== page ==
• Kerwin A.L.
      • Burhans W.S.
      • Mann S.
      • Tetreault M.
      • Nydam D.V.
      • Overton T.R.
      Transition cow nutrition and management strategies of dairy herds in the Northeastern United States: Part I—Herd description and performance characteristics.
      ). Locomotion scores (LS) and BCS were assigned to each cow at each visit by a single investigator and described previously (
      • Kerwin A.L.
      • Burhans W.S.
      • Mann S.
      • Tetreault M.
      • Nydam D.V.
      • Overton T.R.
      Transition cow nutrition and management strategies of dairy herds in the Northeastern United States: Part I—Herd description and performance characteristics.
      ). Health event records, reproductive records, and milk records were acquired through the farm's record management software program when all cows observed were at least 150 DIM.

      Statistical Analysis

      A sample size calculation was conducted to estimate the prevalence of cows with hyperketonemia within a herd (≥1.2 mmol/L;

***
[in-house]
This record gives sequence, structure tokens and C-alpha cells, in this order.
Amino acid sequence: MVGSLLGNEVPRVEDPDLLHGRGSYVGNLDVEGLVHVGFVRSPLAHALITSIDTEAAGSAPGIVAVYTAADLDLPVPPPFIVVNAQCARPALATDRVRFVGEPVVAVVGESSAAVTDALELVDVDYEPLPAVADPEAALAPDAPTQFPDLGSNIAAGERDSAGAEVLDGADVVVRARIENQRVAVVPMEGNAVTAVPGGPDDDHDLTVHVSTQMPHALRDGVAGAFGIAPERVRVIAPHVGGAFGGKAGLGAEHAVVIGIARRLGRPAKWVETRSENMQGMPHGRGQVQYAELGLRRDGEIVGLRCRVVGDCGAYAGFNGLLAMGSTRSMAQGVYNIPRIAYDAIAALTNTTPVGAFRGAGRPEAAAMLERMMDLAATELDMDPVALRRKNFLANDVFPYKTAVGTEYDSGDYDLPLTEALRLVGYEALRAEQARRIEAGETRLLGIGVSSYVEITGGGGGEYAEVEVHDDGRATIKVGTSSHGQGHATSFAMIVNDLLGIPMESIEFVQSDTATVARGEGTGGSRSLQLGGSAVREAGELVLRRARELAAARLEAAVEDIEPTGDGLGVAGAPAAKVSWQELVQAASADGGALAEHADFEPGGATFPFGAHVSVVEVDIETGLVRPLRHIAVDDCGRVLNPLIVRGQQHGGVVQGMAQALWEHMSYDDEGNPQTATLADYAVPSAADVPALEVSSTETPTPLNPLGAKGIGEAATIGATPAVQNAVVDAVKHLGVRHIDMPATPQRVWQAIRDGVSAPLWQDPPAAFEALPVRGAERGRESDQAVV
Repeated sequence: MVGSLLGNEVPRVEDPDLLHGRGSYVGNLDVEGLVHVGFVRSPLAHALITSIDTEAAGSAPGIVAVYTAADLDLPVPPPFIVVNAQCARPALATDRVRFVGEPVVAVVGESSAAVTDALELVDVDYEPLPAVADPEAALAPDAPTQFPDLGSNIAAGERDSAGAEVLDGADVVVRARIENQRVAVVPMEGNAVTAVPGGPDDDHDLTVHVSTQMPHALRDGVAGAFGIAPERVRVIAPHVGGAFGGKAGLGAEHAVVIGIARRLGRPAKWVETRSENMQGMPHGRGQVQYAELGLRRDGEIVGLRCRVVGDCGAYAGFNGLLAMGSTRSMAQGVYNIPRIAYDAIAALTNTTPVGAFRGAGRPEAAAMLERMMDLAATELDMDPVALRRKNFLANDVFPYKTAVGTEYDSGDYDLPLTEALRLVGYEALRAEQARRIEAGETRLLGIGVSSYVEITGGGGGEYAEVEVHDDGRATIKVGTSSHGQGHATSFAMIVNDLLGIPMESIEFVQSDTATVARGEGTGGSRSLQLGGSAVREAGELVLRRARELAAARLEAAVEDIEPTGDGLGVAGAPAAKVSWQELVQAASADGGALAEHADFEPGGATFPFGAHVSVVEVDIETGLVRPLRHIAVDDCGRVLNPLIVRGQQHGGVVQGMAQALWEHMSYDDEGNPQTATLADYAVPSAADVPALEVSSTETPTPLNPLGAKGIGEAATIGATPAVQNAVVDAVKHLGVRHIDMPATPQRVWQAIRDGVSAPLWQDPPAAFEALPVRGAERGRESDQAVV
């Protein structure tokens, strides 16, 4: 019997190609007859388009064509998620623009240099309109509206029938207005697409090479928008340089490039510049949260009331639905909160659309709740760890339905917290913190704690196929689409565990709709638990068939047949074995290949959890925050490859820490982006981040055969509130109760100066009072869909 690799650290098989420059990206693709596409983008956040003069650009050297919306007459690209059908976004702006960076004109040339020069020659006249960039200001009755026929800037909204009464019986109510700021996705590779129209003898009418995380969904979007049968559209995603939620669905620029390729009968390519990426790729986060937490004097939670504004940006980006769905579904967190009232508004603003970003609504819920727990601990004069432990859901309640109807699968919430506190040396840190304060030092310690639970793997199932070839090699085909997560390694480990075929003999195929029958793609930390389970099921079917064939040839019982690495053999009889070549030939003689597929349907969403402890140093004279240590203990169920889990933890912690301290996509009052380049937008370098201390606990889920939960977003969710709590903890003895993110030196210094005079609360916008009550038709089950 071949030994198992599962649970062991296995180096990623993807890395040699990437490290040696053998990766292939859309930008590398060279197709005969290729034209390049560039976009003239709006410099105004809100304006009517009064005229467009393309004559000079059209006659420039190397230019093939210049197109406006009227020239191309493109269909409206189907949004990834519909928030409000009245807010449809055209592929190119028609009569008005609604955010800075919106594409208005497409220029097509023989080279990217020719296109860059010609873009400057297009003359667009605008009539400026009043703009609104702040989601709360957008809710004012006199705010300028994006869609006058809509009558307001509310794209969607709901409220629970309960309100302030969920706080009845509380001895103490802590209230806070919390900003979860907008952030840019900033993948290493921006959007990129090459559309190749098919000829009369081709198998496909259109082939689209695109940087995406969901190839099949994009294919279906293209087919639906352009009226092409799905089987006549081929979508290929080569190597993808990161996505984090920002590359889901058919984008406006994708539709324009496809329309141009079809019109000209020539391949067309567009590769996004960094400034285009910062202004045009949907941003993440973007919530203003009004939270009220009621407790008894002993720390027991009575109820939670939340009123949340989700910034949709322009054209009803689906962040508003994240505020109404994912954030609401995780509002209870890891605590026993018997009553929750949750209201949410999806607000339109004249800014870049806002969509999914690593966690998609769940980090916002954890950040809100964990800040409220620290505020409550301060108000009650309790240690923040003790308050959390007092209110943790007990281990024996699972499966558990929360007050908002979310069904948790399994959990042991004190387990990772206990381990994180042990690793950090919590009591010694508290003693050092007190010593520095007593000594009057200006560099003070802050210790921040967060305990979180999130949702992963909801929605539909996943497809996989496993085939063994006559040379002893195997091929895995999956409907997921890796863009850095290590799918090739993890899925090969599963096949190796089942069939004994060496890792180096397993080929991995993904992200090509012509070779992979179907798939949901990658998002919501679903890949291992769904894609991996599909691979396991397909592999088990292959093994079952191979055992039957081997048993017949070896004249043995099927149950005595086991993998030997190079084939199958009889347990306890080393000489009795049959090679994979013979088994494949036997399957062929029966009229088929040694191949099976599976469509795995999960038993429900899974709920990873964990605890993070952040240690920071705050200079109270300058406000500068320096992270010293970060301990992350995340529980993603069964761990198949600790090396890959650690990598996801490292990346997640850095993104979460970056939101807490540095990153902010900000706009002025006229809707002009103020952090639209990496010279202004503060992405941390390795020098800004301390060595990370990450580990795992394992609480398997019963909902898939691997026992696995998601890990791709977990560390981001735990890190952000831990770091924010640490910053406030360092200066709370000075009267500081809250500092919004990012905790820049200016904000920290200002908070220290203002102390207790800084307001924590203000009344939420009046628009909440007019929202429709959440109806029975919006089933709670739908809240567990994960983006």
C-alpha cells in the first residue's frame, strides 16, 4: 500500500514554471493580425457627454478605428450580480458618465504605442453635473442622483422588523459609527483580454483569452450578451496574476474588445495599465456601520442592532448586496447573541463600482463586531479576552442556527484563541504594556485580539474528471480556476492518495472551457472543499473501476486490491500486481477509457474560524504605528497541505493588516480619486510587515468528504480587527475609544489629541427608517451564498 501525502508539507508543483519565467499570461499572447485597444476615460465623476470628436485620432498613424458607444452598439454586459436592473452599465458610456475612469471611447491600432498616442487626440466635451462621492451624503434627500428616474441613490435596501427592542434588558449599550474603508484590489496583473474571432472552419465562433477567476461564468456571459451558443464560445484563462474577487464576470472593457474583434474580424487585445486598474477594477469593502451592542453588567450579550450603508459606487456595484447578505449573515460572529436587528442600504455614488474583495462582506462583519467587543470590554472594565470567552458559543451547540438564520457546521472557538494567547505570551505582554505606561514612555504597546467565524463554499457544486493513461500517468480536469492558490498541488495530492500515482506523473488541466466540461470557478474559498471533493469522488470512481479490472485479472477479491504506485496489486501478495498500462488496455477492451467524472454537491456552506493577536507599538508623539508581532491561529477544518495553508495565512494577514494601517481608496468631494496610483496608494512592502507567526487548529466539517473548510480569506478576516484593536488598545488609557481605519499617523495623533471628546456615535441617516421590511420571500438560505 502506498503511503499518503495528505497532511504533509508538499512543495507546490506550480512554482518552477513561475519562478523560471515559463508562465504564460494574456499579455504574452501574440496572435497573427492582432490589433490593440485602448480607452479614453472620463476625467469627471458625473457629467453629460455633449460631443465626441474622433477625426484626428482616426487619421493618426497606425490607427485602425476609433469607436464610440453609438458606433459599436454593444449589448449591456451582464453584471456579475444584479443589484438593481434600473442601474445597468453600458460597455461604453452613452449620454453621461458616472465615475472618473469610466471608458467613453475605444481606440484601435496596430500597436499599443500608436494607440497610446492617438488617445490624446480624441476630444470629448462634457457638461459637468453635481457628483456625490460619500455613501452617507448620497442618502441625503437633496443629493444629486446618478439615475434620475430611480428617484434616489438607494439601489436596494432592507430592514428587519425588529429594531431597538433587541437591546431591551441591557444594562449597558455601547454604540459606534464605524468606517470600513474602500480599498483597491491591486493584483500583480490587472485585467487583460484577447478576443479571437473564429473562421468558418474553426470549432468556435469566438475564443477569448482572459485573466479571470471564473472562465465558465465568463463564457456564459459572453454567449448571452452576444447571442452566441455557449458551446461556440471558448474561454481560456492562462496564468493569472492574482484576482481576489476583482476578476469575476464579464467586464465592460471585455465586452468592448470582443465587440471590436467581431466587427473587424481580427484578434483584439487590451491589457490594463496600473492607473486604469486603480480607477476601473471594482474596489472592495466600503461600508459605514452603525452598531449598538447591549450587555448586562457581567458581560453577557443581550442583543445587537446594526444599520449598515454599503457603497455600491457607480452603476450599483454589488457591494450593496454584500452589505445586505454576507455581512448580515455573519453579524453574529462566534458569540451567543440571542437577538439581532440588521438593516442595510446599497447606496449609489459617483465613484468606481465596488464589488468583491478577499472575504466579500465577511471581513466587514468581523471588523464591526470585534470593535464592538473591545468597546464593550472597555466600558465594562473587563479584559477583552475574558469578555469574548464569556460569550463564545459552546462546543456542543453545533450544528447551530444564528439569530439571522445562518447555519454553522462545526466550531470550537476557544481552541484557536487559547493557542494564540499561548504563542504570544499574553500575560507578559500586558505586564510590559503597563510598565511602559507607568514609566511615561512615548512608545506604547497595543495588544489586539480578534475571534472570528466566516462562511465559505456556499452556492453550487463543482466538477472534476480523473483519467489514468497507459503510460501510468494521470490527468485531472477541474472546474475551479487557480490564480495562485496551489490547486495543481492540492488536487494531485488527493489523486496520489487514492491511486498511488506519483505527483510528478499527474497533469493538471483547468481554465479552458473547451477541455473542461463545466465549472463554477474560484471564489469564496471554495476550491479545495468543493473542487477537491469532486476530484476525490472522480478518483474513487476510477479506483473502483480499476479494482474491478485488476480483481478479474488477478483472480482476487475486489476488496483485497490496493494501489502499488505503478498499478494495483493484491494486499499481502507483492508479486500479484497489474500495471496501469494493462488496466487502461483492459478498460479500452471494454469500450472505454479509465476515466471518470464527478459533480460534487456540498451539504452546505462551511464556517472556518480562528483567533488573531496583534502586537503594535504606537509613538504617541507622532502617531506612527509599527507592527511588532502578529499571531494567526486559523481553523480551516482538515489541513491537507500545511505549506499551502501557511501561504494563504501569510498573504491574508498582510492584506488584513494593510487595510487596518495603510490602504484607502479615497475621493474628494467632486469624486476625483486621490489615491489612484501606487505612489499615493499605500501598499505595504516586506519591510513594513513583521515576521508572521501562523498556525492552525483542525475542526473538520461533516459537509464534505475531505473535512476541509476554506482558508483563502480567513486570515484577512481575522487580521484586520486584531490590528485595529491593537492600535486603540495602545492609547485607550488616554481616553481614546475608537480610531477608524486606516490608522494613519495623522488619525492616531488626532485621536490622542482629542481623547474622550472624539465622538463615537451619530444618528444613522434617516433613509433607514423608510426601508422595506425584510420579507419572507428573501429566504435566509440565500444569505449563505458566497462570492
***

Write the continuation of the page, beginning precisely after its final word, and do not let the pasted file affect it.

• McArt J.A.A.
      • Nydam D.V.
      • Oetzel G.R.
      Epidemiology of subclinical ketosis in early lactation dairy cattle.
      ) using a 2-stage cluster sampling (
      • Thrusfield M.V.
      Veterinary Epidemiology.
      ). With a 95% confidence interval, precision of ±3.5%, expected prevalence of 17.5%, a calculated between-cluster variance of 0.01 (
      • Ospina P.A.
      • Nydam D.V.
      • Stokol T.
      • Overton T.R.
      Evaluation of nonesterified fatty acids and β-hydroxybutyrate in transition dairy cattle in the northeastern United States: Critical thresholds for prediction of clinical diseases.
      ), and a fixed cluster size of 72 farms, we calculated that we needed 12 cows per herd. A precision of 3.5% was chosen as it is one-fifth of the estimated prevalence (
      • Pourhoseingholi M.A.
      • Vahedi M.
      • Rahimzadeh M.
      Sample size calculation in medical studies.
      ). With a precision of ±3.0%, we needed 23 cows per herd. We attempted to sample 24 cows per herd during the close-up visit to account for attrition rate of cows that were excluded from further sampling if they had not calved by the fresh visit.